You can’t cross the sea merely by staring at the water. – Rabindranath Tagore
Reading some of David’s psalms is like walking in the woods, alone (even when you have company). It is dark and cold. Chilled to the bones with fear. Every little sound- a breaking twig, a mouse’s little feet rustling by, a snake slithering in the grass. It can easily put one on edge. You feel like you’re being followed. Someone could stab you in the back and leave you to death. You keep walking and hear water running, a little stream flowing over rocks, making music. Thirsty. You notice sunlight streaming through the trees, warm and comforting, like little stars glinting on the water. You stop, scoop cool water to drink. You see dragonflies hovering over the water. Lots of them. Butterflies everywhere. You hear birds calling to one another. Fear subsides. You sit down on the side, put your feet in the water, and breathe. Now you feel gentle breeze soothing your being. You lean back on your hands, close your eyes and exhale. You’re okay. You’re not alone.
Why do you care, God? What is so special about a human being that you are mindful of? Why do you bother with us? Why take a second look in our way? When I see millions and millions of stars in the night sky, I realize how itsy-bitsy I am. Like a speck of dust in the universe. Yet you care for us whether we know you or not. Whether we believe you or not. You make the sun shines on the good and the bad. You are a wild God. Yet you love us! Richard Rohr writes, “God cannot be known by thinking but by experiencing and loving.” I believe that. Brennan Manning says, “We encounter God to impact change in our lives”… Some call it “Our Road to Damascus”. Until we have an understanding of our inherent value, a precious creation of God, we will continue to devalue ourselves and others.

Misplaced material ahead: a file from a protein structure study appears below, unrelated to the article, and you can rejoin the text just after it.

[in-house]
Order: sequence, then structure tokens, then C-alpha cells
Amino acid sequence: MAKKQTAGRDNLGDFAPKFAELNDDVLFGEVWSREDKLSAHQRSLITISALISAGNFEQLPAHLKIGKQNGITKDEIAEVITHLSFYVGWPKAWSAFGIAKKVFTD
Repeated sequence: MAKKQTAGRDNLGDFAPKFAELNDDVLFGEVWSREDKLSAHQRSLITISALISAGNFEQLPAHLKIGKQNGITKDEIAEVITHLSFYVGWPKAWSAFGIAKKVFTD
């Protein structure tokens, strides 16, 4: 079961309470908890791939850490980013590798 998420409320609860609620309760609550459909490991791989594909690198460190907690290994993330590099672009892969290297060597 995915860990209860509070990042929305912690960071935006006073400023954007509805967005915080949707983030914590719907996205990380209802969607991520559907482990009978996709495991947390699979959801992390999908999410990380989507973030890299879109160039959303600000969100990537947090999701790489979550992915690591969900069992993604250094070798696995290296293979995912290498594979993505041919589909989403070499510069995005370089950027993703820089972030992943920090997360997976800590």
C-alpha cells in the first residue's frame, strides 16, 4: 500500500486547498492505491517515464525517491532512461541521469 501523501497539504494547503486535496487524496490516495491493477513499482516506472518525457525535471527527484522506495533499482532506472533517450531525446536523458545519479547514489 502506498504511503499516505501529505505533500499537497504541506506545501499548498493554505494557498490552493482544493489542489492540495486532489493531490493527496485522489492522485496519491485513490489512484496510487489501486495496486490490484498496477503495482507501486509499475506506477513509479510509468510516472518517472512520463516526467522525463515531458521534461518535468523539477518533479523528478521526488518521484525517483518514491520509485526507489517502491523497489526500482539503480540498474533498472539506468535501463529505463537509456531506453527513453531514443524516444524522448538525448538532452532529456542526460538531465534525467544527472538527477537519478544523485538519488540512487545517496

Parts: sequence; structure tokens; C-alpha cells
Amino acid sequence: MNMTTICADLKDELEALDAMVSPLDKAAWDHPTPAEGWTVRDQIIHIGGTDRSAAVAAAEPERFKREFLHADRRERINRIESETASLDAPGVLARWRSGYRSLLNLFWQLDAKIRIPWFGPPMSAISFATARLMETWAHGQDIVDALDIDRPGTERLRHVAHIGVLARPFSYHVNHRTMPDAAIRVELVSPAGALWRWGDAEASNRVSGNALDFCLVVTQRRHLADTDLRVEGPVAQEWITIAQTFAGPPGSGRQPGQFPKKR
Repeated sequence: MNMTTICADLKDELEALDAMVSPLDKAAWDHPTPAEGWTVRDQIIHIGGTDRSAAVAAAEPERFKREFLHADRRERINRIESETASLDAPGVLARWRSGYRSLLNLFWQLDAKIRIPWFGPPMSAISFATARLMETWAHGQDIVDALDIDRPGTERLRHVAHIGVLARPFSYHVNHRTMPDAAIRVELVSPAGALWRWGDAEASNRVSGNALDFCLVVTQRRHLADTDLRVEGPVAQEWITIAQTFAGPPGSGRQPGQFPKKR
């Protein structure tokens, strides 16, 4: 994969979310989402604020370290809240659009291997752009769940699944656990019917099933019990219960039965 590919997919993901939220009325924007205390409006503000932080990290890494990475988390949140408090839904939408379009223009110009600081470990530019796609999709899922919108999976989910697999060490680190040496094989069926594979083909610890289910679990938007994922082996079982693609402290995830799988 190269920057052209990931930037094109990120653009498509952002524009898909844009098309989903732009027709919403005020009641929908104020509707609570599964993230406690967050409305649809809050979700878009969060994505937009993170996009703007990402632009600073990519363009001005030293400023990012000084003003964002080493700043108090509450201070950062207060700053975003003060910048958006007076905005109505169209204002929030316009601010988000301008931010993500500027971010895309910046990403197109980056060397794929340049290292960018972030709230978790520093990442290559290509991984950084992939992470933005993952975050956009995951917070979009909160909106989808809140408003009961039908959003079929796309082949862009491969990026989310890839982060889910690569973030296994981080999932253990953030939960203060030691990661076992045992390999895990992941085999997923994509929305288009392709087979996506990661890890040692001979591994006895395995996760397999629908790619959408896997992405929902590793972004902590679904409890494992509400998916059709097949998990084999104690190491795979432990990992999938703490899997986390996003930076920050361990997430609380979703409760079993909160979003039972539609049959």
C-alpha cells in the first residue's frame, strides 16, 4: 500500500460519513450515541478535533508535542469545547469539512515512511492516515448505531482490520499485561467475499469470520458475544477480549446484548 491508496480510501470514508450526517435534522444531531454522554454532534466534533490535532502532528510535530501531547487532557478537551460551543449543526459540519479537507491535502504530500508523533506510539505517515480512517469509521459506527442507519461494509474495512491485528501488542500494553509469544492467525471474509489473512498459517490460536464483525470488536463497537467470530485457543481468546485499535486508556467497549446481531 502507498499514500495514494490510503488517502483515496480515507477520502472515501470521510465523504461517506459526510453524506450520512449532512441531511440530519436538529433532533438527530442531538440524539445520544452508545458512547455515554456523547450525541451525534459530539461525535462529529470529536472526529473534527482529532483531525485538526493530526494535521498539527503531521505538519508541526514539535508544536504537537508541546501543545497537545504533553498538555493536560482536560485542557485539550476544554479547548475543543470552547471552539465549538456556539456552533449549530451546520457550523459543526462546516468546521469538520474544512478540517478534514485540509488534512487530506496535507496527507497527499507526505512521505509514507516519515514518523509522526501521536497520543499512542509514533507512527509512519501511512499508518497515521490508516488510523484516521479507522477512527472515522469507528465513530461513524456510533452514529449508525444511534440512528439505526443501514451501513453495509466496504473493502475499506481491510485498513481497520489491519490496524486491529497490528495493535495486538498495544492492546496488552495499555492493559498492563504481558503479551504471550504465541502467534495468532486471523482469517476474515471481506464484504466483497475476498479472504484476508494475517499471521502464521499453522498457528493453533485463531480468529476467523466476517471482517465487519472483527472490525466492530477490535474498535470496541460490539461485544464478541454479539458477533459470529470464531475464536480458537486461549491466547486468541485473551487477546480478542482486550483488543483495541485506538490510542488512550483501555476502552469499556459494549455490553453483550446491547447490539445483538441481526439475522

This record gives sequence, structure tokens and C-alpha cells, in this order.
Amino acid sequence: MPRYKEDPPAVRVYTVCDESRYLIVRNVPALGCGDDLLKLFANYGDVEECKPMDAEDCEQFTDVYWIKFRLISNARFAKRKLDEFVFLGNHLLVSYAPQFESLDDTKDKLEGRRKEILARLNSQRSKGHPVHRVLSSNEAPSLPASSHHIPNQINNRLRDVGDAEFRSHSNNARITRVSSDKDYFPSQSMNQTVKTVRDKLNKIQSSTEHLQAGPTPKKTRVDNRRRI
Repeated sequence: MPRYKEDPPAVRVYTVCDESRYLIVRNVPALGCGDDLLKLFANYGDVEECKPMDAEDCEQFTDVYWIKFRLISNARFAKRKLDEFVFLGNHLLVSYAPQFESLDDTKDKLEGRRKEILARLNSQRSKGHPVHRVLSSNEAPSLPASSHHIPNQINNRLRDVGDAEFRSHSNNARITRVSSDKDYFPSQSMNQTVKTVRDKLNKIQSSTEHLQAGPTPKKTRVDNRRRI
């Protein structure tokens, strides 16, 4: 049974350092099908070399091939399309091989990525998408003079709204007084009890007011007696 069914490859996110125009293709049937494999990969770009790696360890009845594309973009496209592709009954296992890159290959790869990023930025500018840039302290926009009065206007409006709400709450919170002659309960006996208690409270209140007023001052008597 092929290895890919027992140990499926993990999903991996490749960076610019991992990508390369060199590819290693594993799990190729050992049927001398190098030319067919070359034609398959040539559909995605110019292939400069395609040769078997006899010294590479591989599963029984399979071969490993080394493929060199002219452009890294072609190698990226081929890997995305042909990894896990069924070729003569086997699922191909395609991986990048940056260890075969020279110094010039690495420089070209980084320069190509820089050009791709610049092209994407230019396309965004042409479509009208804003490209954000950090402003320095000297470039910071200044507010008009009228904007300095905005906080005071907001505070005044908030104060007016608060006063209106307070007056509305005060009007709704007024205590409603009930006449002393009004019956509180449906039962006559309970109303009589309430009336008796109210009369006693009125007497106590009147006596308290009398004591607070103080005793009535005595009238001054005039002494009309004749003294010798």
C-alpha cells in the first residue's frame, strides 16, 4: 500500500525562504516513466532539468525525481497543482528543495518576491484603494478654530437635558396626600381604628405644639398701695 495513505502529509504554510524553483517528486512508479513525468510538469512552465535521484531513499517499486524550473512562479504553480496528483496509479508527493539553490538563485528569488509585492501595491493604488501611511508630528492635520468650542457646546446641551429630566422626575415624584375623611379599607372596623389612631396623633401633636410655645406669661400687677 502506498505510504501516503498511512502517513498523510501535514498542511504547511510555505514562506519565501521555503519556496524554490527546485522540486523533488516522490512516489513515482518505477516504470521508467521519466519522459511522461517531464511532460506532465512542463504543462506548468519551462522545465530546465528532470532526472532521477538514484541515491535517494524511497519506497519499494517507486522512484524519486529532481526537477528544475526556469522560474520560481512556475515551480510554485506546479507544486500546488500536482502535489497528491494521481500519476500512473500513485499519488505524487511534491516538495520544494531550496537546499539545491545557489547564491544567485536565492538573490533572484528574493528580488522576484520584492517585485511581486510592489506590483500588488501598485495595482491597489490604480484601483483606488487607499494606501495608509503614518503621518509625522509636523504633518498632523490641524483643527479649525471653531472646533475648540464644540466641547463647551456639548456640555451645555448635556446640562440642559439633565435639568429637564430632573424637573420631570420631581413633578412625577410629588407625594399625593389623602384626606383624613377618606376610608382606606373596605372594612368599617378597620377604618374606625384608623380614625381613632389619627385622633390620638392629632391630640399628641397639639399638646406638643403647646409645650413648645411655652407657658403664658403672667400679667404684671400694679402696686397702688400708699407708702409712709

The Message (A Bible in contemporary language) is easy for me to comprehend. His translation triggers my imaginations to see what I can’t see. In Psalms 18, God is Beduk ra D’molch. God, our bedrock, a castle on the hill in which we live. A knight in a shining armor who rescues us when in distress. He is the cliff where we hide, a boulder to shelter us, a crag we hold on to to climb up to safety.
We all go through difficult times – living from hand to mouth, a kid gets sick, loss of loved one, and custom drowning us. One thing I know is – God doesn’t remove our suffering. He doesn’t deposit thousands of dollars in our bank account. He gives us our daily bread. He is our bedrock. He doesn’t pull us out from a deep unquiet sea, he provides a bedrock to stand on, to keep our head above the water. To rest and regain our strength and swim to the other side. He is the gentle breeze that feels like light when dawn is still dark.
“He hideth my life in the depth of his love and covers me there with his hand…” Franny Crosby